Michelle Obama at 2016 DNC: "I Wake Up Every Morning in a House That Was Built by Slaves"

Michelle Obama at 2016 DNC: "I Wake Up Every Morning in a House That Was Built by Slaves"

In one of the highlight speeches of the first night of the 2016 Democratic National Convention in Philadelphia on Monday, first lady Michelle Obama took to the stage to ask voters whether they wanted their children to grow up with presumptive Democratic nominee Hillary Clinton or Republican nominee Donald Trump as a role model.

"In this election, and every election, it is about who will have the power to shape our children for the next four to eight years of their lives," Obama said. "I am here tonight because in this election there is only one person I trust with that responsibility, only one person who I believe is truly qualified to be president of the United States, and that is our friend Hillary Clinton."

According to Obama, the first family has faced barrages of hateful rhetoric aimed at her husband, President Barack Obama, and they have told their daughters, Sasha and Malia, "that the hateful language they hear from public figures on TV does not represent the true spirit of this country. How we explain that when someone is cruel or acts like a bully, you don't stoop to their level."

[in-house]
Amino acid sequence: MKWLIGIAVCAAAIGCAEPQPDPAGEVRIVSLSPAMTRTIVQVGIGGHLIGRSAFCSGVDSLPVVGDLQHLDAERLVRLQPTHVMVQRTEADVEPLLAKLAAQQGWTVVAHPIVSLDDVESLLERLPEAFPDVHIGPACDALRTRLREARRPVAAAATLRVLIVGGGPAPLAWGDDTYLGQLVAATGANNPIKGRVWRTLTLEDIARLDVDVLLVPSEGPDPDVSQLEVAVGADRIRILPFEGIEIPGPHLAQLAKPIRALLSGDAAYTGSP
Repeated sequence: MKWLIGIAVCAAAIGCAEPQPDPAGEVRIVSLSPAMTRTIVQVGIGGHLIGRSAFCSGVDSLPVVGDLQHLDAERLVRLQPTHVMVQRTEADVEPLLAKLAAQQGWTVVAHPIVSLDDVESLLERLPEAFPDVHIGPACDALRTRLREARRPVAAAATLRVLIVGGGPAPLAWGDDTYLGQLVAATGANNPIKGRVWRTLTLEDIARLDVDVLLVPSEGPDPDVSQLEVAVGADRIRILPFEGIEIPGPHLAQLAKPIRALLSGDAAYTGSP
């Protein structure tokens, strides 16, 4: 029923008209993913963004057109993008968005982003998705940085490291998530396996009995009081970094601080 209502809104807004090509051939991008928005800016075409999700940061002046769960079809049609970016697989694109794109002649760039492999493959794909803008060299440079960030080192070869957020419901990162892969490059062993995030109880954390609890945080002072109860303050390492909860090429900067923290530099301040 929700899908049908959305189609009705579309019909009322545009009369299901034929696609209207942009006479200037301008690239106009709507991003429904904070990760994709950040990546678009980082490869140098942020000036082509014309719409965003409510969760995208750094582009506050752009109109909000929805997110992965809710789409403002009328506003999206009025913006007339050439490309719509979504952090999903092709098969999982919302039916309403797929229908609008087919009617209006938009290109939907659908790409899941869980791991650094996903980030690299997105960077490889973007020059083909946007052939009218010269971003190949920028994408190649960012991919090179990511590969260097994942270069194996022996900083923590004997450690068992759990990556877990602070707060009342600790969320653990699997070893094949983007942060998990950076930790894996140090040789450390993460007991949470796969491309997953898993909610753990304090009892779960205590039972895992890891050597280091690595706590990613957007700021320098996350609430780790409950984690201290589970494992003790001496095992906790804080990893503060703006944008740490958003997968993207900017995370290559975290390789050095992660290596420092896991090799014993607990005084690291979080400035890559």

"Our motto is, when they go low, we go high," Obama said to a roaring crowd.

"I want someone with the proven strength to persevere," Obama continued, sharpening her criticisms of Trump. "Somebody who understand that the issues of our nation are not black or white. It cannot be boiled down to 140 characters. Because when you have the nuclear codes at your fingertips and the military at your command, you can't make snap decisions. You can't have a thin skin or a tendency to lash out. You need to be steady and measured and well-informed."

In one of the most memorable moments of this political season, Obama audibly choked up as she explained the importance of character this way: "I wake up every morning in a house that was built by slaves." 

According to Obama, women like Clinton have helped show her children what once was is not what must still be.

"We cannot afford to be tired or frustrated or cynical," Obama concluded. "We need to pour every last ounce of passion into electing Hillary Clinton as president of the United States of America."

Watch Obama's full remarks below:

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